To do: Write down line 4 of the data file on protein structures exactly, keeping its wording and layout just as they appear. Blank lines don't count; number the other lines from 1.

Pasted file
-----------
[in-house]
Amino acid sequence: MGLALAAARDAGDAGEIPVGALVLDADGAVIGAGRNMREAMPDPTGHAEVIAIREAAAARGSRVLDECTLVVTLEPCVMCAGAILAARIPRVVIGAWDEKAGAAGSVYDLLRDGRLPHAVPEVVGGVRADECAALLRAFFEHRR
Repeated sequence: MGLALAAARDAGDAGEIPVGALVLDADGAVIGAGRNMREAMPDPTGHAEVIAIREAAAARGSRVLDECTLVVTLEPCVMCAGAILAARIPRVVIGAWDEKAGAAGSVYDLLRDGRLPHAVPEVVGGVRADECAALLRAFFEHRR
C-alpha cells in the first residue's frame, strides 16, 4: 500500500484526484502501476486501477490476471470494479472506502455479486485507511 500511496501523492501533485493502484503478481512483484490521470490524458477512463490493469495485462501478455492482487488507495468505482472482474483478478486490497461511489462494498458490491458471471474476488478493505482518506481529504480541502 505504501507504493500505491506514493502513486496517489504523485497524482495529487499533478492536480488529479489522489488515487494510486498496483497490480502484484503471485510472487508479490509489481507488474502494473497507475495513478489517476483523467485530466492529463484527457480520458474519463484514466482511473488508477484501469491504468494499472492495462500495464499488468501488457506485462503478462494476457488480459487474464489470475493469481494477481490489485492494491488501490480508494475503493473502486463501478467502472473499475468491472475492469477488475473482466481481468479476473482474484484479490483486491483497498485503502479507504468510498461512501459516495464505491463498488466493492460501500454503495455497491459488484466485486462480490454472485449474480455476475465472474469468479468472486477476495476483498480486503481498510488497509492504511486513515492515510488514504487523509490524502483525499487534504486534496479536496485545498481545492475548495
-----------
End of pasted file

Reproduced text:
C-alpha cells in the first residue's frame, strides 16, 4: 500500500484526484502501476486501477490476471470494479472506502455479486485507511 500511496501523492501533485493502484503478481512483484490521470490524458477512463490493469495485462501478455492482487488507495468505482472482474483478478486490497461511489462494498458490491458471471474476488478493505482518506481529504480541502 505504501507504493500505491506514493502513486496517489504523485497524482495529487499533478492536480488529479489522489488515487494510486498496483497490480502484484503471485510472487508479490509489481507488474502494473497507475495513478489517476483523467485530466492529463484527457480520458474519463484514466482511473488508477484501469491504468494499472492495462500495464499488468501488457506485462503478462494476457488480459487474464489470475493469481494477481490489485492494491488501490480508494475503493473502486463501478467502472473499475468491472475492469477488475473482466481481468479476473482474484484479490483486491483497498485503502479507504468510498461512501459516495464505491463498488466493492460501500454503495455497491459488484466485486462480490454472485449474480455476475465472474469468479468472486477476495476483498480486503481498510488497509492504511486513515492515510488514504487523509490524502483525499487534504486534496479536496485545498481545492475548495